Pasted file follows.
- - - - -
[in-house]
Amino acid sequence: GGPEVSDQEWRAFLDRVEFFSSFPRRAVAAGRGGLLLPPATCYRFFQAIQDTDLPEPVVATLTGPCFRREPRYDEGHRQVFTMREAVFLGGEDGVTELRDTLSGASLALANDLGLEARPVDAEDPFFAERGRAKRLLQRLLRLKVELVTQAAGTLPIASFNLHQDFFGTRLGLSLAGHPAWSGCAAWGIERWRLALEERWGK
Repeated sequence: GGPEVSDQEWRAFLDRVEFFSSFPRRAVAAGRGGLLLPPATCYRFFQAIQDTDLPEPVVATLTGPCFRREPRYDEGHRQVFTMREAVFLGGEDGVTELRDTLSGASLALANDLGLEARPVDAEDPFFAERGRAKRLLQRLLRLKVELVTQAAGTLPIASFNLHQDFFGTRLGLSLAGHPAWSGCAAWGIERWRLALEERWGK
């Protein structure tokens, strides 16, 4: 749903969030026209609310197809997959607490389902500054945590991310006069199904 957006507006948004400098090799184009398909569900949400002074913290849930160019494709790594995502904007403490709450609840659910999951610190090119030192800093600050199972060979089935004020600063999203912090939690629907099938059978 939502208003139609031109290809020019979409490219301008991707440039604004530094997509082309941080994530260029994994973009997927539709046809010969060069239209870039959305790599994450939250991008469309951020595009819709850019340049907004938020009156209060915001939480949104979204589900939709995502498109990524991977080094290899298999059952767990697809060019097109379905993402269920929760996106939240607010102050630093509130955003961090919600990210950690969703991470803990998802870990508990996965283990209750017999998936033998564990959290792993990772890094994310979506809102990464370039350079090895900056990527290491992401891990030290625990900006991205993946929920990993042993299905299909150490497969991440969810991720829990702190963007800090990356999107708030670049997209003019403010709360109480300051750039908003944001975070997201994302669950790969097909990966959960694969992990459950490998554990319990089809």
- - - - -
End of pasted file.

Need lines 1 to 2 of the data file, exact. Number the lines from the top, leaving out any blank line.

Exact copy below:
[in-house]
Amino acid sequence: GGPEVSDQEWRAFLDRVEFFSSFPRRAVAAGRGGLLLPPATCYRFFQAIQDTDLPEPVVATLTGPCFRREPRYDEGHRQVFTMREAVFLGGEDGVTELRDTLSGASLALANDLGLEARPVDAEDPFFAERGRAKRLLQRLLRLKVELVTQAAGTLPIASFNLHQDFFGTRLGLSLAGHPAWSGCAAWGIERWRLALEERWGK